When we heard Jeremy died by fire, heaven hit hard.
Sunday school’s rules and rumors rolled over us –
the idea that now he could see us, hear us,
know all that we thought. Terrifying,
and too much power for a boy’s soul;
just yesterday he was a Boy Scout.
But maybe that’s the reward for feeding
your flesh to flames: clairvoyance.
Still, I stuffed my stuffed bear under
my belly each night, thought
dirty thoughts, and mean ones.
Everyone wanted in on the greedy grief,
bereavement better than birthday candles.
His friends and loves, survivors
all stars of the sympathy show.
One in particular, a girl with
blonde hair, we envied and bowed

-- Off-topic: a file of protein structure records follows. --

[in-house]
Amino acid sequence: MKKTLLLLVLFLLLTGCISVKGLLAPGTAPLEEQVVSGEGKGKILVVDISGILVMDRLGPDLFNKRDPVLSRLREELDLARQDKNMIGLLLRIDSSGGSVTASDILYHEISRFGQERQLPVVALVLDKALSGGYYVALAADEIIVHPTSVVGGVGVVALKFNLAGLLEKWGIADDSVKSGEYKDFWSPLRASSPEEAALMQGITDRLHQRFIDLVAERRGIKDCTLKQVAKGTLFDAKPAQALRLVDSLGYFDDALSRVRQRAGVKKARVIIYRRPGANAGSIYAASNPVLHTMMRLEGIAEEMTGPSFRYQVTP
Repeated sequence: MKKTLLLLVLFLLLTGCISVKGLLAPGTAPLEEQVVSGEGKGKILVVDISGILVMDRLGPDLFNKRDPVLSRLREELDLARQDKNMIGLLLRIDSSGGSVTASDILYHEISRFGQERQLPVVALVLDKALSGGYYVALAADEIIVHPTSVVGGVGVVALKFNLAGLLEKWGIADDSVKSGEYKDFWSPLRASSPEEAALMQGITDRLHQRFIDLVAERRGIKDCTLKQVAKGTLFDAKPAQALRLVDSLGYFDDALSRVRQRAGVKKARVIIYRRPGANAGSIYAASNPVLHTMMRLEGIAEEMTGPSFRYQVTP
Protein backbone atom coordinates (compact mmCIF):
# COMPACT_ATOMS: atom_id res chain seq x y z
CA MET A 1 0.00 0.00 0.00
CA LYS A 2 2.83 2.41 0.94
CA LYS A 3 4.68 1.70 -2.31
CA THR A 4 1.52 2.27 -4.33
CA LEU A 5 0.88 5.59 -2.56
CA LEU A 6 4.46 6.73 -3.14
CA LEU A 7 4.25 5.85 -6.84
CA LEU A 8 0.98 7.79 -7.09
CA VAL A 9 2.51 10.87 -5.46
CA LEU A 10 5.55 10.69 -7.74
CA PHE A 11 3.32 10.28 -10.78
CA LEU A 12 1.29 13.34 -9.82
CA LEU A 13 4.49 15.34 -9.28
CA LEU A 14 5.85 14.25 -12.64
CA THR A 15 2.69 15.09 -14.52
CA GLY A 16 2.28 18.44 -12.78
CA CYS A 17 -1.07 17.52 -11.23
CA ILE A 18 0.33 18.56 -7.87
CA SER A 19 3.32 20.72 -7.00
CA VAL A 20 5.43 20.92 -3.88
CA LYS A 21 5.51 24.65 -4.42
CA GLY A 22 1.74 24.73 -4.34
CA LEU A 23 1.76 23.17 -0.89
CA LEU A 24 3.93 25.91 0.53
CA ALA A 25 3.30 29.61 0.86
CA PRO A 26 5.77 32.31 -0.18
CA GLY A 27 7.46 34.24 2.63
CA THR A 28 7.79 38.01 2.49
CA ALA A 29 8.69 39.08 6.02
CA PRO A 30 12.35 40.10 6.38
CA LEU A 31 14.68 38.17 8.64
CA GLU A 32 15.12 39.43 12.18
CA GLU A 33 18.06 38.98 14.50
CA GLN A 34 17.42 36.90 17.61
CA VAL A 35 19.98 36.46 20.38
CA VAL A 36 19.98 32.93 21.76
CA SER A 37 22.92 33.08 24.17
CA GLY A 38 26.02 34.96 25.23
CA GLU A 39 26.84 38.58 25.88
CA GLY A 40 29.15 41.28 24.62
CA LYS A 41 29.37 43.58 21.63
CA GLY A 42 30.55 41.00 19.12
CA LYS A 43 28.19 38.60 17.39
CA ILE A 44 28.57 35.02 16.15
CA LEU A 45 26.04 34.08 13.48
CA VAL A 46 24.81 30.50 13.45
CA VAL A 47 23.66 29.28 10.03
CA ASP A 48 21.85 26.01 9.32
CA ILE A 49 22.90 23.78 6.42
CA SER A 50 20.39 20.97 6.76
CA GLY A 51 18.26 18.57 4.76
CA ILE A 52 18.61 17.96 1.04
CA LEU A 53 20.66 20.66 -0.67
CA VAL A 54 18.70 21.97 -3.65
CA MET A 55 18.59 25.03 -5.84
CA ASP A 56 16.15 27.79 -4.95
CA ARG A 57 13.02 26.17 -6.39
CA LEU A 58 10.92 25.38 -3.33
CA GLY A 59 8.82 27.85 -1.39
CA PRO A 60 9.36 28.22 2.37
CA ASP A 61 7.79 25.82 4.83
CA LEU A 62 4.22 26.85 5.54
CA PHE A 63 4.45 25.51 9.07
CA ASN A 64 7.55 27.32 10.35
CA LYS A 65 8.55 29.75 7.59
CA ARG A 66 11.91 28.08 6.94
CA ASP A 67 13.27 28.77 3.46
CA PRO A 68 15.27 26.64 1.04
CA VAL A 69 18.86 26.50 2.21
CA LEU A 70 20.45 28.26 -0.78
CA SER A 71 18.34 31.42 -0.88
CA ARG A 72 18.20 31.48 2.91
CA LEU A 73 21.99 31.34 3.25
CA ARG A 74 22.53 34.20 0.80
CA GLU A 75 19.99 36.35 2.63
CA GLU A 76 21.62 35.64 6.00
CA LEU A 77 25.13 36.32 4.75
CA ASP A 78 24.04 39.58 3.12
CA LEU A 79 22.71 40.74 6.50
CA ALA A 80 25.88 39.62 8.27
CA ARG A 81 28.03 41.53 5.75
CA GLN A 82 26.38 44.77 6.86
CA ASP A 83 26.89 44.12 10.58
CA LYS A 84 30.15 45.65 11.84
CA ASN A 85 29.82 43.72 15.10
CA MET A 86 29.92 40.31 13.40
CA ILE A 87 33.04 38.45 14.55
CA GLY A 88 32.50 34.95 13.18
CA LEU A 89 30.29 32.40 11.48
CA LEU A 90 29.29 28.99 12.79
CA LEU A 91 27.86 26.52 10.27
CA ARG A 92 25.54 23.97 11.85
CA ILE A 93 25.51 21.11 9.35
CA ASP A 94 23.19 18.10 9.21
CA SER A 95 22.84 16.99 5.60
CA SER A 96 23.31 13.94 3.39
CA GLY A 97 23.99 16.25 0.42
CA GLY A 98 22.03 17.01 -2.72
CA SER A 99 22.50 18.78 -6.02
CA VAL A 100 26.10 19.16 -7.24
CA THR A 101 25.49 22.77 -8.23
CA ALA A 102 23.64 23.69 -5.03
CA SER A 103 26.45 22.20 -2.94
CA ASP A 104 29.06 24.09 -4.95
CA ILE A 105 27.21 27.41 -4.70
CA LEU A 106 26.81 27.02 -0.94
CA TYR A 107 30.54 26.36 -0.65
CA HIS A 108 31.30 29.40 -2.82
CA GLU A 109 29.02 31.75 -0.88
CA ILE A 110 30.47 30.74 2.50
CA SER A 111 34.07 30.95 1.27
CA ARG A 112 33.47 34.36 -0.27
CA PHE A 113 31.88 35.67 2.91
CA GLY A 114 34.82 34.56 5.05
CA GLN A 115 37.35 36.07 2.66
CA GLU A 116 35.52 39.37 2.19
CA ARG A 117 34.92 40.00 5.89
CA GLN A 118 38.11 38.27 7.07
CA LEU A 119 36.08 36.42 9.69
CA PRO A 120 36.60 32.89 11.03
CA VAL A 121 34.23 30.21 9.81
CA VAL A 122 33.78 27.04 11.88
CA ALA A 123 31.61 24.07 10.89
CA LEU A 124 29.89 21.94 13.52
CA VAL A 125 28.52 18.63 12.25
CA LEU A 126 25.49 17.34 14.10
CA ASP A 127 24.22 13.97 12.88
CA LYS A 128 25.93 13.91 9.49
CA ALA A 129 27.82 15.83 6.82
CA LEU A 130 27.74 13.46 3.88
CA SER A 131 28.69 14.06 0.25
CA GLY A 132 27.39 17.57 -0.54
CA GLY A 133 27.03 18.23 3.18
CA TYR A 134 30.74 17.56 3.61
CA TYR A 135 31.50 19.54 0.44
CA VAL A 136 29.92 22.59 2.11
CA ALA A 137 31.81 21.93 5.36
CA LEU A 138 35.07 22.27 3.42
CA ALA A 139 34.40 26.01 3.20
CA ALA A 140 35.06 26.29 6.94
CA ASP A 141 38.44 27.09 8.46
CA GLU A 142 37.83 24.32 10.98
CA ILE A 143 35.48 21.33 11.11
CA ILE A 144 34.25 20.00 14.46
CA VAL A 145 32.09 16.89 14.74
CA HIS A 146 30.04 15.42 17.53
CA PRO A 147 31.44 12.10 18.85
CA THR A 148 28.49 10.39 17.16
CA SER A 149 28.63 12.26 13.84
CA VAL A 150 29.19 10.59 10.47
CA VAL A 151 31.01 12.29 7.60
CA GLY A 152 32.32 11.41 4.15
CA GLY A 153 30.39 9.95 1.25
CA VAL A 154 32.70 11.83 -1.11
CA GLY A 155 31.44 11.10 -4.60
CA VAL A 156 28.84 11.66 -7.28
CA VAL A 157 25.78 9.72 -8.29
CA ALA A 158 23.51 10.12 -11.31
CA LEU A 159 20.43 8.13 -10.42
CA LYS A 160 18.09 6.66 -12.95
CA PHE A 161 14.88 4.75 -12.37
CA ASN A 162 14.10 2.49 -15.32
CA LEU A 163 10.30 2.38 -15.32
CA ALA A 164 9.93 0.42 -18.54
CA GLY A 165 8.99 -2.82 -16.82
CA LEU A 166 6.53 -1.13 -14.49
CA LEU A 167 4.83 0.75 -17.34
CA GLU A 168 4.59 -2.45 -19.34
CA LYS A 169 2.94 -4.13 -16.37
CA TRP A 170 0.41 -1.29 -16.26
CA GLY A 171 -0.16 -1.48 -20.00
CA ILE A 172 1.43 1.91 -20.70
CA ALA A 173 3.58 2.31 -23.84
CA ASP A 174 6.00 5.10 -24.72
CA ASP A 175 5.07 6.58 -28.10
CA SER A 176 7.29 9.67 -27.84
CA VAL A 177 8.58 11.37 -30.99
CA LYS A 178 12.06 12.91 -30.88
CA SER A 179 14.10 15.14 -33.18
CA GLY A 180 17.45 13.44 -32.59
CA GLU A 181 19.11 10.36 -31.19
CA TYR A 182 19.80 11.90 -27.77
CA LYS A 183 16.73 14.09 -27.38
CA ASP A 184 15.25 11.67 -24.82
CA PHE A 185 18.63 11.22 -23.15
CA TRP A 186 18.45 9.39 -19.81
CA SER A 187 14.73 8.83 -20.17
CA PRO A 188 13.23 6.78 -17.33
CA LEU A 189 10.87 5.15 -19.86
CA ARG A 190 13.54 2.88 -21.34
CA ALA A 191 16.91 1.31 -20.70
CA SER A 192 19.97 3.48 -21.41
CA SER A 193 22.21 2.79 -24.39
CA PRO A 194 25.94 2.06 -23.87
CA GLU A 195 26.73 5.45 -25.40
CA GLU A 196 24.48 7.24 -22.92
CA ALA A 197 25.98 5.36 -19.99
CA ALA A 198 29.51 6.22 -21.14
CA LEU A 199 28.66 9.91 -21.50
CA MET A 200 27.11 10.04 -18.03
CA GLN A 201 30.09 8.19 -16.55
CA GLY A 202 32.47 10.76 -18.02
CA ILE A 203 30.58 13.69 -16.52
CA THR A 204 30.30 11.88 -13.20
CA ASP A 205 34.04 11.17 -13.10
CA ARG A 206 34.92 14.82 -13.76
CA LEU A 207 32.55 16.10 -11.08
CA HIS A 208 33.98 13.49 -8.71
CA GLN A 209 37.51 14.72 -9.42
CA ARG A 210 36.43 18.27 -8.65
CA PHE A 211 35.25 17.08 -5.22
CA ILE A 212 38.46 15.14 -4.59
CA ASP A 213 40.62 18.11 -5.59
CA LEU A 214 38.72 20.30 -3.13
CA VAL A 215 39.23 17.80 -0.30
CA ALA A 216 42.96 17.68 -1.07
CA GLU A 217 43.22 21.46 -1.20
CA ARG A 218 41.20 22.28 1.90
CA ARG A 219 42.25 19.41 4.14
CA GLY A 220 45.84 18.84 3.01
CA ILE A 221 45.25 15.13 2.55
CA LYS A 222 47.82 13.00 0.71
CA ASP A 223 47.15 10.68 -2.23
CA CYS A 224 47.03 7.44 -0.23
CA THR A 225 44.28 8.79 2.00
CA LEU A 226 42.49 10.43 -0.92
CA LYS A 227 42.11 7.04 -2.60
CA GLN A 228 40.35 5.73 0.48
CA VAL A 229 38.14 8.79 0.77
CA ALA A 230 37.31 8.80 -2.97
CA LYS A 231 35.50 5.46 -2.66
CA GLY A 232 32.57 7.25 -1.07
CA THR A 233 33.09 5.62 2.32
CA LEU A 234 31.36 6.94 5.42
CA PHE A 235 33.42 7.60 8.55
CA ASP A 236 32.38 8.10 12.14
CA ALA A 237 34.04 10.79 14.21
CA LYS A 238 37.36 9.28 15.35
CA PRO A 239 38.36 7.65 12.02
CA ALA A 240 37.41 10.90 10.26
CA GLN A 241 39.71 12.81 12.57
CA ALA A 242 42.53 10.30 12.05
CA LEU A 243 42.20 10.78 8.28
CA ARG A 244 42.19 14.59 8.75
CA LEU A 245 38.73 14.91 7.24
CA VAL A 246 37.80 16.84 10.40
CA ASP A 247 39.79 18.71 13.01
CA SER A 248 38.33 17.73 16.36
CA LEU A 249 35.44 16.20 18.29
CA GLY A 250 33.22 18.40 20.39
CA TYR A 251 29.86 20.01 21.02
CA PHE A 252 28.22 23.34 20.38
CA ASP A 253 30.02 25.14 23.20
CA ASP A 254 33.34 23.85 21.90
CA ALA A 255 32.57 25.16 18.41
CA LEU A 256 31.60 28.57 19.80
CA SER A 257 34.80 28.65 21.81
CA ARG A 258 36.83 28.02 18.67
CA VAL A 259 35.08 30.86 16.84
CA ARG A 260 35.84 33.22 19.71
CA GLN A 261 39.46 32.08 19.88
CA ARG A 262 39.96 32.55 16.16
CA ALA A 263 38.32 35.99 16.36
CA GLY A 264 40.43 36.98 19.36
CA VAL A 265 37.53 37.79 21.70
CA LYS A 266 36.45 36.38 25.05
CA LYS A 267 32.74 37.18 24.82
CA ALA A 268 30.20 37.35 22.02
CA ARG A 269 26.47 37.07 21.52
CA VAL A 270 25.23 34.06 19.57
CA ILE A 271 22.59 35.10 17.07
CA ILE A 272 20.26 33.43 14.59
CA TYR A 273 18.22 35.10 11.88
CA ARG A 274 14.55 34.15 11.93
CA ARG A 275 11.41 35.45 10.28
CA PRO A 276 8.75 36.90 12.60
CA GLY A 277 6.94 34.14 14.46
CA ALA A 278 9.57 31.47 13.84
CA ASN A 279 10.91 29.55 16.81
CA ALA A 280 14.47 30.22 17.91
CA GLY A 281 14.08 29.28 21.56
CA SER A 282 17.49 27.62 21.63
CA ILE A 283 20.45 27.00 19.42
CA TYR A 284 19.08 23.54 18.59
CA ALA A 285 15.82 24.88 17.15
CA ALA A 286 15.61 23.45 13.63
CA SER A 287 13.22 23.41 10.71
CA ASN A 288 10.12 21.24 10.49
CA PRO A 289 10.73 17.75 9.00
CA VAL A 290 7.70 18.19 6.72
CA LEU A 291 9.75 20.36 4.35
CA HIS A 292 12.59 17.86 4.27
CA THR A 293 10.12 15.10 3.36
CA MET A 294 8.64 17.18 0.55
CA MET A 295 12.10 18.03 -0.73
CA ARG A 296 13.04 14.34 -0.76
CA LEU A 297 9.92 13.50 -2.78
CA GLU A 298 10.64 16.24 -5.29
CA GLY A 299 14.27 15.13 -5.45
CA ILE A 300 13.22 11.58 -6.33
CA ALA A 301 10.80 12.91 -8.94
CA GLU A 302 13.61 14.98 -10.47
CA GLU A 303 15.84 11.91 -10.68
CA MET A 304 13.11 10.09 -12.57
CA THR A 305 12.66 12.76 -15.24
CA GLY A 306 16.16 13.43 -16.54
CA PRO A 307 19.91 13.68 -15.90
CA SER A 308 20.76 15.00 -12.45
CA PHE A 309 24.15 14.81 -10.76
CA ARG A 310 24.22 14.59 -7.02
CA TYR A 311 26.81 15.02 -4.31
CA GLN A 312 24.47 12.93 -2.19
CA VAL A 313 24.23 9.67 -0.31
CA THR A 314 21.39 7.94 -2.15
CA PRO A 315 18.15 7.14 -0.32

to her sovereignty, her spectacular,
special sadness. We imagined
them at first base, their braces clinking.
She walked the halls now a preteen queen,
adjusted her royal garments,
a forever pallbearer. Yet
we grew up, we got over.
Another classmate car-crashed
just before graduation, a granny
finally gave up the ghost,
but no more unseemly deaths,
no more of God’s strange requests –
enough: one child into the volcano mouth.
Amber is a failed high-school English teacher, a burlesque dancer on hiatus, and a poet living with her mother in South Carolina. She received her MFA in Poetry from Queens University of Charlotte in 2013. Her goal for her poetry is to display both insight and compassion. Selected by Michelle Penaloza.
Image © Luke Price via Flickr Creative Commons.